Phidias


Phid·i·as

biographical name \ˈfi-dē-əs\

Definition of PHIDIAS

fl ca 490–430 b.c. Greek sculptor

Variants of PHIDIAS

Phid·i·as or Phei·di·as \ˈfī-\

Phidias

   (Concise Encyclopedia)

“Heracles,” marble statue produced in the workshop of Phidias, from the eastern …—Courtesy of the trustees of the British Museum; photograph, J.R. Freeman & Co. Ltd.

(flourished c. 490–430 BC, Athens, Greece) Greek sculptor. Placed in charge of the great building program initiated by Pericles in Athens, he supervised and probably designed the overall sculptural decoration of the Parthenon. He also created its most important religious images, including the colossal statue of the Athena Parthenos (438–436 BC). Many of the Parthenon's sculptures (the Elgin Marbles) are now in the British Museum. Ancient writers considered his masterpiece to be the statue of Zeus (c. 430 BC) for the Temple of Zeus at Olympia. He initiated the idealistic Classical style that distinguishes Greek art in the later 5th and 4th centuries BC.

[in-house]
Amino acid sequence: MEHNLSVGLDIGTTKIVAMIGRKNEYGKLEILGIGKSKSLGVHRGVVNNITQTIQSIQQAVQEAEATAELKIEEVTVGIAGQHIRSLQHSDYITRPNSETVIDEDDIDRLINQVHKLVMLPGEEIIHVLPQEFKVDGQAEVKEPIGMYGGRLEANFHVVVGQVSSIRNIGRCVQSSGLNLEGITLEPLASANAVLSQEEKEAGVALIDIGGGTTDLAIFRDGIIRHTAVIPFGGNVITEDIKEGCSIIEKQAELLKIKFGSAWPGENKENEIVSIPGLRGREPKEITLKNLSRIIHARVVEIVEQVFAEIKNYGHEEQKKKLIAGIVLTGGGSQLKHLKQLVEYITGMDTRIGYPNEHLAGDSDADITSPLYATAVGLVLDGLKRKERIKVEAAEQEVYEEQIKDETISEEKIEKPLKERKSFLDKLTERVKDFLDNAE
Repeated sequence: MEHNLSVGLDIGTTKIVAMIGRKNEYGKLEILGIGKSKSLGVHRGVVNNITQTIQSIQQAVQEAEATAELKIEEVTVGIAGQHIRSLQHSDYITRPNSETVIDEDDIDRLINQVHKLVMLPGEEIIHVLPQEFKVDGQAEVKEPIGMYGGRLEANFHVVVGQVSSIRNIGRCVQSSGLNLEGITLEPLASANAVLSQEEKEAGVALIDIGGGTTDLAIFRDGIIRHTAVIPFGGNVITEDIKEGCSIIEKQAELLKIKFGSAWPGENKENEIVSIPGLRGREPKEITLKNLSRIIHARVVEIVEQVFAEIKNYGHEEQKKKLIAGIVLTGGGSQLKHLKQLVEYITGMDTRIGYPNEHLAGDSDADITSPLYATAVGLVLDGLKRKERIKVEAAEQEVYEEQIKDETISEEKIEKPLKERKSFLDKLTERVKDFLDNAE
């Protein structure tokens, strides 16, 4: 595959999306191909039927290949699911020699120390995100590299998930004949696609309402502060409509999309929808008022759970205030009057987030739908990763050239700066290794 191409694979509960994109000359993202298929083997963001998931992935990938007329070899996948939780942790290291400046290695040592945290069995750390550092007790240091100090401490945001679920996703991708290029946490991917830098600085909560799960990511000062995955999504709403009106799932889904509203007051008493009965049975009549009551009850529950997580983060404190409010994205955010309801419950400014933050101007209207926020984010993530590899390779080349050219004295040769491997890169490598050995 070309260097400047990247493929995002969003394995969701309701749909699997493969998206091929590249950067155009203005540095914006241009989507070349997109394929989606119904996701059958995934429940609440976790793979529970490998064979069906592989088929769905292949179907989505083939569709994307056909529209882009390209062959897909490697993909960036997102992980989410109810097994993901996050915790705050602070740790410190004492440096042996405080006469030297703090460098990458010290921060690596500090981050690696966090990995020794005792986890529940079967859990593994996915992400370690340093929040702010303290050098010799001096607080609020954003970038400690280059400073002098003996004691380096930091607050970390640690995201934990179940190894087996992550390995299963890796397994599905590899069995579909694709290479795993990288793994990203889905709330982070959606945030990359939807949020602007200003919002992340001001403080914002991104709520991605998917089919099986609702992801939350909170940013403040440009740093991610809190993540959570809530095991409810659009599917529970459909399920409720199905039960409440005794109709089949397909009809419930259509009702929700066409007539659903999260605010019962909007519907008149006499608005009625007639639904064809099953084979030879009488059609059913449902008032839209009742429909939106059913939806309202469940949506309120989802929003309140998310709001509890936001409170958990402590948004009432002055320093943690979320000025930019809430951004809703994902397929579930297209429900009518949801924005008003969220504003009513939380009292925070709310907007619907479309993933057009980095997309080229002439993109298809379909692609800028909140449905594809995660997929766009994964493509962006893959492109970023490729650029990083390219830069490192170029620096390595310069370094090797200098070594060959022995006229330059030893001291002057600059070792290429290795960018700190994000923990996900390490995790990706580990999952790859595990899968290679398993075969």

Variants of PHIDIAS

Phidias or Pheidias

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